Barnes Primary School Principles for Assessment
At our school, assessment means continually evaluating children’s knowledge, skills and understanding, establishing what children can do and what their next learning steps should be. Assessment is at the heart of the learning process. It provides valuable evidence to guide and improve teaching and learning. Alongside this, it offers an opportunity for children to demonstrate and review their progress. It is an integral part of our relentlessly ambitious, high expectations culture.
We are committed to:
- seeking and interpreting evidence for use by children and their teachers to decide where learners currently are in their learning, where they need to go next and how best to get there.
- using assessment, day-to-day, in the classroom to raise children’s achievement and their aspirations. We believe that pupils will improve most if they understand the aim of their learning, where they are in relation to this aim and how they can achieve the aim (or close the gap in their knowledge).
- providing children with clear, precise and easily comprehensible feedback, in oral and written forms, that will support their learning. We will always expect children to engage with this feedback and frequently we will ask them to respond to it. The quality and value of teachers’ feedback will be evaluated by how great an impact it has on pupils’ future progress.
- involving children at all times in an ongoing self-improvement process and assisting them to understand that the continual quest to improve oneself is a crucial life skill. Assessment feedback should inspire ever greater effort and a belief that, through commitment, hard work and practice more can be achieved.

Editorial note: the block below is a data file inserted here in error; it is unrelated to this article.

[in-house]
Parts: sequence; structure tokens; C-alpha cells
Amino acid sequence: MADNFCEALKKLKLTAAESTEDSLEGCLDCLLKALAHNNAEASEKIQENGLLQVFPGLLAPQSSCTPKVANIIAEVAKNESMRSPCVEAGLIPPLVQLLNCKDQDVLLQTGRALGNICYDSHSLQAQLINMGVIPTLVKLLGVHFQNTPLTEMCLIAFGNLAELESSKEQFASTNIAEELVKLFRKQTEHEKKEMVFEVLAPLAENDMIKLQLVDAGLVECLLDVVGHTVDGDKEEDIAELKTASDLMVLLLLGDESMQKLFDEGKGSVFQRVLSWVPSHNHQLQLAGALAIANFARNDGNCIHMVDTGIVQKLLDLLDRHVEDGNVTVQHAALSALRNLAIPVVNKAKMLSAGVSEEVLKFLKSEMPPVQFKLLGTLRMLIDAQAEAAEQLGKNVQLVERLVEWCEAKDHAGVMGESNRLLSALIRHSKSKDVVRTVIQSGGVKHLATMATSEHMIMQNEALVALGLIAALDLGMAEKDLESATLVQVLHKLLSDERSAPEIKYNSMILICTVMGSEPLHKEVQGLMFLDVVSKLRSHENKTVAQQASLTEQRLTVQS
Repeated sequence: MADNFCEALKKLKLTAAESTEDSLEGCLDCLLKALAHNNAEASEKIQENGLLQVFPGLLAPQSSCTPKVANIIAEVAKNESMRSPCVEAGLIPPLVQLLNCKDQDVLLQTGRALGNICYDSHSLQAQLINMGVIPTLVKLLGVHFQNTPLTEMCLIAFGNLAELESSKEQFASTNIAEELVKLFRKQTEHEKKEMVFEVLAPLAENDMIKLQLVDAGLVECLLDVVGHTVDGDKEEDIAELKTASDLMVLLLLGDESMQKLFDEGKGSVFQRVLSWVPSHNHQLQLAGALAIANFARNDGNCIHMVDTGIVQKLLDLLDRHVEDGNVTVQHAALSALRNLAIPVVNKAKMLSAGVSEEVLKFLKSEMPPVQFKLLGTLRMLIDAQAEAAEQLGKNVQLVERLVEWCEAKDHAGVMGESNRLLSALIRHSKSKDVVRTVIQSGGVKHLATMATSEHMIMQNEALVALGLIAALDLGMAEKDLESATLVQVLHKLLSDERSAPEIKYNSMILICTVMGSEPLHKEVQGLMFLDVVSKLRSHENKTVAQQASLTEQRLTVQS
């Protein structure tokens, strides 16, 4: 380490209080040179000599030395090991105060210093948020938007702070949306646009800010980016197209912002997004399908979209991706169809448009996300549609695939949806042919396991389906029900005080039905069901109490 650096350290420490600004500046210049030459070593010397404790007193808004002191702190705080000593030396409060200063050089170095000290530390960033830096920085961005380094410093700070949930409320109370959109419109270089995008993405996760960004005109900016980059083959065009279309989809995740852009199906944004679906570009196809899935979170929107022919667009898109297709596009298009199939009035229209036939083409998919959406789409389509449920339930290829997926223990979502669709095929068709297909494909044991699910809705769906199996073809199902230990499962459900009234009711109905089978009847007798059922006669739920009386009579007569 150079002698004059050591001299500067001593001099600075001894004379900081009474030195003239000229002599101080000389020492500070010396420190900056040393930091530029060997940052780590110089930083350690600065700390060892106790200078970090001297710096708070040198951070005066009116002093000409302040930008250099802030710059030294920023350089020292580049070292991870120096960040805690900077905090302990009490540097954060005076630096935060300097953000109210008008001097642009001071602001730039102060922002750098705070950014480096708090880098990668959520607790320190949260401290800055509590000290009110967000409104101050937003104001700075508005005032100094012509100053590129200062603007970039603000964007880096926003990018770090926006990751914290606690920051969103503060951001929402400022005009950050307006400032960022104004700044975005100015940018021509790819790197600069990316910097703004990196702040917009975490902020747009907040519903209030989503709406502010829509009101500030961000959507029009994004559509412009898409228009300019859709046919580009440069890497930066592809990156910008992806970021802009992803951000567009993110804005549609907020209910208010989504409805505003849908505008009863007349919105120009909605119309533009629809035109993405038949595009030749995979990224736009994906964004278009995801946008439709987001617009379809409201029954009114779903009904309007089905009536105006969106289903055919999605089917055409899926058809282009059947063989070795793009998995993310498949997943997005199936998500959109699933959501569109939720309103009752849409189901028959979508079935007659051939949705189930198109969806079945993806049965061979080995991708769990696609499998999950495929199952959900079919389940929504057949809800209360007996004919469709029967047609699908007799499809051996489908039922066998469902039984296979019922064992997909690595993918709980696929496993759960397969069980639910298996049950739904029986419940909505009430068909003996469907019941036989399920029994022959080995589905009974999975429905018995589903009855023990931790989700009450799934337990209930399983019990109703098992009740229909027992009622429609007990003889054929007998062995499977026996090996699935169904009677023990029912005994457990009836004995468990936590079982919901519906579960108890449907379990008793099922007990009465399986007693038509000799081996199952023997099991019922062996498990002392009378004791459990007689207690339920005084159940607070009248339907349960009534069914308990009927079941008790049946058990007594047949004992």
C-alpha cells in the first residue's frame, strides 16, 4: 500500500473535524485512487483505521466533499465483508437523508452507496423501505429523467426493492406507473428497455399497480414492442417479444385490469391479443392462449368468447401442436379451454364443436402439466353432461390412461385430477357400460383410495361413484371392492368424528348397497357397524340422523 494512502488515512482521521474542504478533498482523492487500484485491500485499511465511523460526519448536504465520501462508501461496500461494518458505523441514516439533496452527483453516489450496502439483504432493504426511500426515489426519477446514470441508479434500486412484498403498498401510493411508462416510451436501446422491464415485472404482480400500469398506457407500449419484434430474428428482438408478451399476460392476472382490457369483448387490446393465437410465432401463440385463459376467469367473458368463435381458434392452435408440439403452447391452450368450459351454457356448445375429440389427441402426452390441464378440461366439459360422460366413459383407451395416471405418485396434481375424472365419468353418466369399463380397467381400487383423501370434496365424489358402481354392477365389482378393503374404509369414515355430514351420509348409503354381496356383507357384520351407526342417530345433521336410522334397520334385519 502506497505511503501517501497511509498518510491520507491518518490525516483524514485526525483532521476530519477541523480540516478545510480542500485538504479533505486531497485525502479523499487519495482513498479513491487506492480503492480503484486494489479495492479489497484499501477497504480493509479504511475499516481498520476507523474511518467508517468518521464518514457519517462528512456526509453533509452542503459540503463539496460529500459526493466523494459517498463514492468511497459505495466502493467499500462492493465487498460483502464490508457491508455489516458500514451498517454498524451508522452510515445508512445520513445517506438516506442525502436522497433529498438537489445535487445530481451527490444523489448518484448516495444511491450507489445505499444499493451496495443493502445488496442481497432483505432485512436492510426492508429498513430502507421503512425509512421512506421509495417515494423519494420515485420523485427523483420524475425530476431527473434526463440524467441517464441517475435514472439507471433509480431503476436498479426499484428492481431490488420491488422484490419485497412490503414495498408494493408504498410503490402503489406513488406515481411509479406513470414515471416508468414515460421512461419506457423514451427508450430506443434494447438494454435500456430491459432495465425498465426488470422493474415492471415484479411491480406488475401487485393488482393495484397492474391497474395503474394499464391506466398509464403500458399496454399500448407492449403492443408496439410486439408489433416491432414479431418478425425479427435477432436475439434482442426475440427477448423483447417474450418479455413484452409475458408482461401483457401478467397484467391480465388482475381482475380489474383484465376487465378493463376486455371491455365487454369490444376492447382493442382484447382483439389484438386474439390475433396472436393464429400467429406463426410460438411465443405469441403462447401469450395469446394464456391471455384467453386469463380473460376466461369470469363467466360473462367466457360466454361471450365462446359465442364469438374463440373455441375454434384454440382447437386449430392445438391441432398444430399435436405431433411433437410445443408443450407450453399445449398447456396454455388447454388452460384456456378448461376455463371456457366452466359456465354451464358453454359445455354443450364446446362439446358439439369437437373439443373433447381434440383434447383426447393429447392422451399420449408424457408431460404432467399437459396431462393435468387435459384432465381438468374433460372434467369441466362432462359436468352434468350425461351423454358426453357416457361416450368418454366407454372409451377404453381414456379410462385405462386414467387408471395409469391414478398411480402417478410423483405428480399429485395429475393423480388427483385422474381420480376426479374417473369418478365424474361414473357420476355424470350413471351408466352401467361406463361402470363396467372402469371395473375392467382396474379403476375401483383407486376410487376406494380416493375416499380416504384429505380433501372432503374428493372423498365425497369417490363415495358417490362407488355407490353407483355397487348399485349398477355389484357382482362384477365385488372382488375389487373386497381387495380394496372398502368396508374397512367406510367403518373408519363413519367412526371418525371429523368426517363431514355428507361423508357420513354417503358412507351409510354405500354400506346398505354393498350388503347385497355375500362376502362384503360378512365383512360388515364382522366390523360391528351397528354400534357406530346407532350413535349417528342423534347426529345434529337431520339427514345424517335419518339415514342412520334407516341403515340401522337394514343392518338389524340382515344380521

- the regular review of what has been learnt by children being built into our lesson structure and our programmes of study.
- assessment drawing upon a wide range of evidence that establishes a full picture of what a child can do.
- continually tracking the performance of children and using this information in four ways:
– to ensure that all children are suitably challenged
– to provide additional challenge for those who are ready for this
– to provide additional learning support for those who are currently finding learning more difficult
– to ensure that every child really does matter and nobody is ever overlooked.
- giving reliable, meaningful and regular information to parents about how their child is performing and how our school is performing. At all times this information will be clear, transparent and easily understood. It will be communicated in a format that parents can understand and it should assist them in supporting their child’s future learning.
- avoiding any tendency to judge, label or categorise children, but instead showing a never ending commitment to the notion that all children can and will succeed. For this reason we will not use self-fulfilling terminology like ‘more able and ‘less able’. In all we do and say we will communicate the message to children that they can and will succeed.